Whitaker agreed with Zahra and Dunlap and added, “A lack of information leads people to assume the worst, and that includes a number of people who are your customers right now in the city of Fullerton, so it’s incumbent on you to make that information widely and easily available.”
Advanced Resources LLC temporary staff agency
Request approval of $125,000 for a change order to Advanced Resource LLC for temporary staffing support, mainly for the equipment and maintenance division. The city has six mechanic positions budgeted. However, four are currently vacant. The city has attempted recruiting for these vacancies several times with no success. So, instead of continuing the field recruitment, staff contacted Advanced Resource LLC to procure temporary staffing support. This change order provides enough resources to take the city through the end of the fiscal year.
It was passed unanimously.
2022 Water Rate Progress Report
Part of the increase in our water rates was to replace the aging infrastructure. The last water rate study was done before COVID, a lot of things have changed construction-wise and specifically construction costs. The next fiscal year, it is anticipated that the city will not meet the nine-mile water main replacement goal due to other needs in our infrastructure and the extraordinary increase in construction costs. A new water master plan will take about 12 months. And a new water rate study will take an additional 12 months after that.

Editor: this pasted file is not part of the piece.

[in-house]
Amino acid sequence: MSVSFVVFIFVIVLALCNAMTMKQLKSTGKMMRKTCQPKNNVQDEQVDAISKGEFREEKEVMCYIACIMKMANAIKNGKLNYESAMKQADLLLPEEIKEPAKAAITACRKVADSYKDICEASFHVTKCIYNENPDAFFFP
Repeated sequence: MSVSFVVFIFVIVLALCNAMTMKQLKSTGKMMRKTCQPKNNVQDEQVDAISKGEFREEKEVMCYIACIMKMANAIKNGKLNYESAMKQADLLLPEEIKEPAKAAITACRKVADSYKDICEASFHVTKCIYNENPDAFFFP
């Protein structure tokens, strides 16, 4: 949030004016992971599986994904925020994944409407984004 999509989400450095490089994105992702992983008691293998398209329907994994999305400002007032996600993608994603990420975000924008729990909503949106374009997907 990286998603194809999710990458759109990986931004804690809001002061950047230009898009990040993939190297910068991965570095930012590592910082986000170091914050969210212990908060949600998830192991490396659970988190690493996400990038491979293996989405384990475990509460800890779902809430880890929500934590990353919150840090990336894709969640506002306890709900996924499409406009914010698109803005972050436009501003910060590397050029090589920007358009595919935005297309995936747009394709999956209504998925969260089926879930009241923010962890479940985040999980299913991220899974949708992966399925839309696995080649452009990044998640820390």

Fullerton Pooch Park Relocation project
Mayor Pro Tem Whitaker motioned to reject the bid and remand the item back to Parks and Rec. Dunlap seconded the motion.
Motion was passed unanimously.
American Rescue Plan Act of 2021 (HOME-ARP)
The U.S. Department of Housing and Urban Development (HUD) HOME Investment Partnerships – American Rescue Plan Act of 2021 (HOME-ARP) has allocated $1,954,345 in funding to the City. The City must submit a HOME- ARP Allocation Plan to HUD by March 31, 2023. As part of this grant there are four qualifying populations: homeless, at risk of homelessness, fleeing and attempting to flee domestic violence (dating violence and sexual assault), and populations where assisted would prevent homelessness or provide assistance to greatest risk of housing and instability. Funds will also be allocated to rental assistance, security deposit payments, utility payments as part of the rental assistance, or deposit payments as part of the rental assistance. Fullerton has approximately 202 unsheltered homeless individuals and 70 in shelters. Council member Zahra moved the item and Council member Dunlap seconded.